The importance of knowledge sharing about falls

During a serious fall, feedback regarding what transpired is essential in terms of helping the care team learn how it happened. Ideally, revisiting the circumstances of the fall should be done with the patient, the patient’s family as well as the multidisciplinary team and health services in order to mitigate the problem. This forms the basis of learning about risk management.

A fall is similar to any other unwanted event: it’s something you have to analyze. For this, we can use analysis charts like the alarm charts consisting of seven families of causes. The pathology of the patients and their risk of falling is one of the points that constitutes it, but not the only one. Indeed, six other families of causes can also be associated with the elements of circumstances around the fall, for example, on account of a lack of staff.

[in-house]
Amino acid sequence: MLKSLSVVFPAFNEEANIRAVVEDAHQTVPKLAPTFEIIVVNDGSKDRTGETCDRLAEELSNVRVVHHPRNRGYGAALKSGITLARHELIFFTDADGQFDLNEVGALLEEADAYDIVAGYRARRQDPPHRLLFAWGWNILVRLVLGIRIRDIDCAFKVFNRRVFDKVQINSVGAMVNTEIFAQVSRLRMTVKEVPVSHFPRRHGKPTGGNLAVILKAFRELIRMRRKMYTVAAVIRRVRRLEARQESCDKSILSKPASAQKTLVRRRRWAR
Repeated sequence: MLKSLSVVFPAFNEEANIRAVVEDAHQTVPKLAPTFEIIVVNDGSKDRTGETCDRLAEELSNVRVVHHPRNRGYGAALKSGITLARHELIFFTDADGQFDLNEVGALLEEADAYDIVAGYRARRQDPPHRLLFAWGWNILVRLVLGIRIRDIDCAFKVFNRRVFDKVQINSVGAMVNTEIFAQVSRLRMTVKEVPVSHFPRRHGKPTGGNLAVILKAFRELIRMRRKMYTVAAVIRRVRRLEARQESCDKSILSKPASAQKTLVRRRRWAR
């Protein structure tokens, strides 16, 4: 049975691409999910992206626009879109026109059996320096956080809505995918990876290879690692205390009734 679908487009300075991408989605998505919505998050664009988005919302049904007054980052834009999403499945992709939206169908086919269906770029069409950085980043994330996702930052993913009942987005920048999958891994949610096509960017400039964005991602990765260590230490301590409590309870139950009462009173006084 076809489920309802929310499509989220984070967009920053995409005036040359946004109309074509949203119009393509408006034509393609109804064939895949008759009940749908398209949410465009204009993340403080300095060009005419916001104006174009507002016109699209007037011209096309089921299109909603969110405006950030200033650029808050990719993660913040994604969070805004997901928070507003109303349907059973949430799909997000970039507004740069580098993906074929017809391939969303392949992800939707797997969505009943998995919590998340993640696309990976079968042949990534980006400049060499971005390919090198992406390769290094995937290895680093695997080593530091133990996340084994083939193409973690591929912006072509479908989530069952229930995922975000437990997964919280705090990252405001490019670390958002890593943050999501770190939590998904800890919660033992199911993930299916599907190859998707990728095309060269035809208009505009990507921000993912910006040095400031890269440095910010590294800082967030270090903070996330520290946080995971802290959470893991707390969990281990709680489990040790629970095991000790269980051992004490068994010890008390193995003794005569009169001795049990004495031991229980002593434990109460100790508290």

In addition to this dimension, we will also look for why this fall has happened, the way it has been managed, and what mitigators the team put in place to limit its gravity.

These two components form the core focus of the analysis by looking at the causes of the fall, then looking at the consequences in order to measure the effectiveness of the team.

Many factors, many people

This analysis must be multidisciplinary because one does not fall on account of a single factor, nor is only one person in charge of the patient. Indeed, it is not the last person to have seen the patient who must be responsible for this management of the fall, it is the whole team that must get involved in this analysis.

Understand as a team

It is often believed that good solutions are official solutions which we will compile in the files over the course of three months. But in reality, this is a very difficult thing to achieve. The actual solution to being effective in sharing all information is to be explicit, to use easily understandable language that is clear to everyone. This is probably the best way to share a posteriori information within the team. For example, we can try to meet for 10 minutes a month to analyze a problematic situation.

The lessons that are drawn from a fall are the most important thing because when patients fall, their fear of falling again increases. And the more the falls are repeated, the more the patients will restrict their own movements. This spontaneous self-restriction will result in a second-level risk where the patients start to lose their autonomy, resulting in additional problems.